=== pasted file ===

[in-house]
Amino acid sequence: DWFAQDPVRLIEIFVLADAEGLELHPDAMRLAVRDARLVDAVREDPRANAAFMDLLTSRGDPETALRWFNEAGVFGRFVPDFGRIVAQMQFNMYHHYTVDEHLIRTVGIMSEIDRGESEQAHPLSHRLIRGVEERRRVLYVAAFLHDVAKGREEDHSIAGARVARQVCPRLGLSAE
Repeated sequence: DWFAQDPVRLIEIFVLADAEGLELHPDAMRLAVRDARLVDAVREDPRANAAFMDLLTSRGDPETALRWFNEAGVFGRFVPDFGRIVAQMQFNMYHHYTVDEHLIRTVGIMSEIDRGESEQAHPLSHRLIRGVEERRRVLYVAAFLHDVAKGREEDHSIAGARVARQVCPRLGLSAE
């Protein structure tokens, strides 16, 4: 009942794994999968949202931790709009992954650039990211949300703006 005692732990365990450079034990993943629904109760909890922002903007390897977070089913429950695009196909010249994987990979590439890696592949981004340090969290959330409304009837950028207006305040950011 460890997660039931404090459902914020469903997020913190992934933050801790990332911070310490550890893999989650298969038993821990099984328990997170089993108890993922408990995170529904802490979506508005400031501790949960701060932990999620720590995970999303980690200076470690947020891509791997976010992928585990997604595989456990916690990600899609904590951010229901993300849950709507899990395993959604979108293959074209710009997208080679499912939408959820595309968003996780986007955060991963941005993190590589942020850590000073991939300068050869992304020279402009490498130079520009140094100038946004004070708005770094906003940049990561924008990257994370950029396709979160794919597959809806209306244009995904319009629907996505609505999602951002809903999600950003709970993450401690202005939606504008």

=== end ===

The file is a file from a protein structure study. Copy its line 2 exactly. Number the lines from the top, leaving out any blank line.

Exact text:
Amino acid sequence: DWFAQDPVRLIEIFVLADAEGLELHPDAMRLAVRDARLVDAVREDPRANAAFMDLLTSRGDPETALRWFNEAGVFGRFVPDFGRIVAQMQFNMYHHYTVDEHLIRTVGIMSEIDRGESEQAHPLSHRLIRGVEERRRVLYVAAFLHDVAKGREEDHSIAGARVARQVCPRLGLSAE